You will be mine, you will be mine, all mine… You will be mine, you will be mine, all mine…
Dan Greenfield, editor, 13th Dimension
The New Teen Titans #1, DC. The ground under the feet of the comics world shifted this week with the debut issue of The New Teen Titans, by Marv Wolfman, George Perez and Romeo Tanghal, driving home the promise of the previous month’s preview in DC Comics Presents #26. We have said so much and run so many stories about this series that I’m just going to refer you to what Wolfman has to say about it and the late George Perez’s comments, as well.
Justice League of America #184, DC. Such timing! I literally just read this issue and hadn’t realized that this was George Perez’s first in the series, after the untimely death of regular penciller Dick Dillin in March 1980. So think about this for a second: The same week that The New Teen Titans #1 came out, Perez also had Justice League of America on the stands — co-starring the Justice Society and the New Gods. Holy wow! (Plus, there’s more below!) And let’s not forget about the story itself: A lot of the JLA-JSA team-ups by this time had gotten either contrived or samey, but this Gerry Conway three-parter is first rate.
Scott adds: Summertime JLA/JSA crossovers were still a thing in 1980, now with younger recruits like Power Girl and Firestorm in the mix.
Daredevil #167, Marvel. Frank Miller was already making a name for himself as the penciller on Daredevil — but this was the last issue before he fully took over the writing reins. (This ish was scripted by David Michelinie.) And the rest is history.
Moon Knight #1, Marvel. Another one that I just read. For the first time. Seriously, decades after my fellow fans practically begged me to read Doug Moench and Bill Sienkiewicz’s Moon Knight, I finally took the plunge with the first four issues. Now, I have to ask you Dimensionalists out there: When does the series really kick in and become the classic it’s regarded as now? I mean, I like what I’ve read but it hasn’t rocked my world. Help a brother out and give me your thoughts!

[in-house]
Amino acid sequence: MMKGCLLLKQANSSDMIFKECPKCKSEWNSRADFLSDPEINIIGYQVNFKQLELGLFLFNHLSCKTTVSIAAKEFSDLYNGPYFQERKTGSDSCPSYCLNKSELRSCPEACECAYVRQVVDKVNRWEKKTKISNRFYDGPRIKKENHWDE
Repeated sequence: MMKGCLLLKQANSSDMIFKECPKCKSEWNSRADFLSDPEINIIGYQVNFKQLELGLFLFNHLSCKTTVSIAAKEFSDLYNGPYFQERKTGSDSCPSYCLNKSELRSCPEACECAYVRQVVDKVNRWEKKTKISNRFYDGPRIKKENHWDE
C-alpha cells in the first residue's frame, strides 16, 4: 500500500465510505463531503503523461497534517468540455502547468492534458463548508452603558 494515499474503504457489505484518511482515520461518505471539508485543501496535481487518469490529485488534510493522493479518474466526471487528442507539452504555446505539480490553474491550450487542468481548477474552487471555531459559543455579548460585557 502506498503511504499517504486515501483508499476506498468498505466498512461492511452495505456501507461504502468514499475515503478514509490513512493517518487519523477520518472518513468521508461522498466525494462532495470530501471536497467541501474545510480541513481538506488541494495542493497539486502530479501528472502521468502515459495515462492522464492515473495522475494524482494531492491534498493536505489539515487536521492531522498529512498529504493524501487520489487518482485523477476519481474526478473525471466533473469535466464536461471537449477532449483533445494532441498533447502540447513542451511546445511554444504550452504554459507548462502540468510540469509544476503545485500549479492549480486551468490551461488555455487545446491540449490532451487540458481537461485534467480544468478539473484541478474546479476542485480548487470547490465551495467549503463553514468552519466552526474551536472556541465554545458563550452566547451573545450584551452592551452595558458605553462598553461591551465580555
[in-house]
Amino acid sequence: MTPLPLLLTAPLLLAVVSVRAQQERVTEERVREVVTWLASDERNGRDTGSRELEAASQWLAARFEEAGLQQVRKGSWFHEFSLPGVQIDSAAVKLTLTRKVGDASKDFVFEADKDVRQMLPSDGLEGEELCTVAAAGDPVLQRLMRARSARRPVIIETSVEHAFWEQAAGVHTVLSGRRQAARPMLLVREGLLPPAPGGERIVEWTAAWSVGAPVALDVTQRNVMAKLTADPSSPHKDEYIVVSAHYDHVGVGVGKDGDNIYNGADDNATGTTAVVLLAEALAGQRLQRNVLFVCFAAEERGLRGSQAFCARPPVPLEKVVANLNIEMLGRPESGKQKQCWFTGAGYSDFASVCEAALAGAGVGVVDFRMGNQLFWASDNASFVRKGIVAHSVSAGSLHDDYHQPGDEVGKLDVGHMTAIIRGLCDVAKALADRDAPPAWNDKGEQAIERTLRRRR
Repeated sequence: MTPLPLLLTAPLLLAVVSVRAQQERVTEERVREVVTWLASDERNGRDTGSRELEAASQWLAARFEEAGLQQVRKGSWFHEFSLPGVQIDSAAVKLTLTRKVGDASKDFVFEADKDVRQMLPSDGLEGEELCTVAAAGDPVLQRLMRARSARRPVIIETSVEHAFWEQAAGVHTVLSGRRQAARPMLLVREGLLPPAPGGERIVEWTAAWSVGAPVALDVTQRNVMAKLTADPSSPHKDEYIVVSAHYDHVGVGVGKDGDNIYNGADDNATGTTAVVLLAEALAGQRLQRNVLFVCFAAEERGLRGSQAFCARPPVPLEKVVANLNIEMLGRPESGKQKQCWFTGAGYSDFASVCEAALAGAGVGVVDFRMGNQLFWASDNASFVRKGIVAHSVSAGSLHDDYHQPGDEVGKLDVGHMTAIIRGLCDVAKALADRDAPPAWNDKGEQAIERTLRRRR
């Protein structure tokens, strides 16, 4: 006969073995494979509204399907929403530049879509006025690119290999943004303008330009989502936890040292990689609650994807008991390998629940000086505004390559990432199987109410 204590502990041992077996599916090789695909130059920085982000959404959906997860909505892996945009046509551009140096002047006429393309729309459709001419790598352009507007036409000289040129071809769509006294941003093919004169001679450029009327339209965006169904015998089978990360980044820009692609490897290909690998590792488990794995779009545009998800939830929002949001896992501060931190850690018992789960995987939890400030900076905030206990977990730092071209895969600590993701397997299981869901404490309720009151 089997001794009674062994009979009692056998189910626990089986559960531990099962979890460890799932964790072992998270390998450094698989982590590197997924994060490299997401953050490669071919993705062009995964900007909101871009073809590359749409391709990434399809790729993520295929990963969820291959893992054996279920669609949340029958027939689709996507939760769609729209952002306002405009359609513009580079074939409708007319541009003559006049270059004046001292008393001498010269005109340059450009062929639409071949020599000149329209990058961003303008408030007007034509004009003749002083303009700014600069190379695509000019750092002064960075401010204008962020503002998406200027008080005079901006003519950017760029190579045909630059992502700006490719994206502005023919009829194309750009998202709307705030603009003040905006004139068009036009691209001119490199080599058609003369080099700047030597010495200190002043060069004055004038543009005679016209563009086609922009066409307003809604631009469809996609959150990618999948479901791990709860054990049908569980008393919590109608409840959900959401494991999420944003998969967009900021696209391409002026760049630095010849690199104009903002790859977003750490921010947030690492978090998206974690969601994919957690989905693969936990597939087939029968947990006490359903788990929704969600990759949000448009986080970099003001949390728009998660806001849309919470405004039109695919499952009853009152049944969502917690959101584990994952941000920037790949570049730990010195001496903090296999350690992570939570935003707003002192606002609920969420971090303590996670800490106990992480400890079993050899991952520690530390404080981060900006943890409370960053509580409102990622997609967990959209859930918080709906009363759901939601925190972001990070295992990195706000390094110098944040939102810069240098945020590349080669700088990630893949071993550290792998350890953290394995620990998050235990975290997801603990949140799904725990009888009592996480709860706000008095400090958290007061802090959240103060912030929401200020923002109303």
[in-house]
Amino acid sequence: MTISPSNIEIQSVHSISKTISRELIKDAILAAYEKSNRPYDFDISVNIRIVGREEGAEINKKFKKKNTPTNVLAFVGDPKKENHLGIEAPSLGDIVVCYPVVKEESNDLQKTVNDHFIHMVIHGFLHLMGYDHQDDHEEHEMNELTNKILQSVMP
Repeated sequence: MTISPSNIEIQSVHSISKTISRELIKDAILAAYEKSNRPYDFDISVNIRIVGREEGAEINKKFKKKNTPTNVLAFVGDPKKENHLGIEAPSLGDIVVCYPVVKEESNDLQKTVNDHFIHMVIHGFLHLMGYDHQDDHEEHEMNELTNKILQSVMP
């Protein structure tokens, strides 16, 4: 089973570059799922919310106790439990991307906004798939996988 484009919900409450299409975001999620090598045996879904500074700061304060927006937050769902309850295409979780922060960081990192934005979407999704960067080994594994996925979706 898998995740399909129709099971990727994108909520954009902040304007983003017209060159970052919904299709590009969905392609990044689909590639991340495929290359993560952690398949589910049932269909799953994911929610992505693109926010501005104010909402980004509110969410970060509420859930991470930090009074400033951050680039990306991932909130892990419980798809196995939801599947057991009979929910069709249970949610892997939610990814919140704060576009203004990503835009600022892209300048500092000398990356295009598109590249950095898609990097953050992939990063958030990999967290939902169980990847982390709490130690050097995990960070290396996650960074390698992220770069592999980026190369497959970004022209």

Batman #329, DC. It didn’t last long but I loved that period when DC returned to giving us a main story and a back-up — especially since in this case the second-story was a Batman and Robin adventure, which were only occasional happenings for most of the Bronze Age. Groovy Two-Face lead story by Marv Wolfman, who had picked up the baton from Len Wein, and artists Irv Novick and Frank McLaughlin. Terrific, memorable Jim Aparo cover, too.
Wonder Woman #273, DC. For the first time in my life, I became a regular Wonder Woman reader. But it wasn’t because of the Amazing Amazon, it was because of the fab Huntress back-up series by Paul Levitz and Joe Staton. Helena Wayne was great.
Marvel Tales #121, Marvel. Reprinting The Amazing Spider-Man #143. More on that over here.
Best of DC #8 and DC Special Blue Ribbon Digest #5, DC. The Digest Era! I could talk about the confusing nomenclature of DC’s digests but instead I’ll just bemoan the fact that these little beauties are too small now for these tired, middle-aged eyes to read. Sigh.
Scott Tipton, contributor-at-large, 13th Dimension
The Avengers #201, Marvel. Today’s Avengers comics need more Jarvis.
Dan adds: Whoa, whoa, whoa — Perez had Titans, JLA AND Avengers all in the same week! That’s insane! Super holy wow!
Superman Family #204, DC Comics. There’s a lot going on on this cover, but I gotta say, Lois is looking fab.
The X-Men #139, Marvel. The issue where so many of us really fell in love with Kitty Pryde.
Dan adds: Was this an incredible week for comics, or what?
— RETRO HOT PICKS! On Sale The Week of Aug. 9 — in 1971! Click here.
— RETRO HOT PICKS! On Sale The Week of Aug. 2 — in 1976! Click here.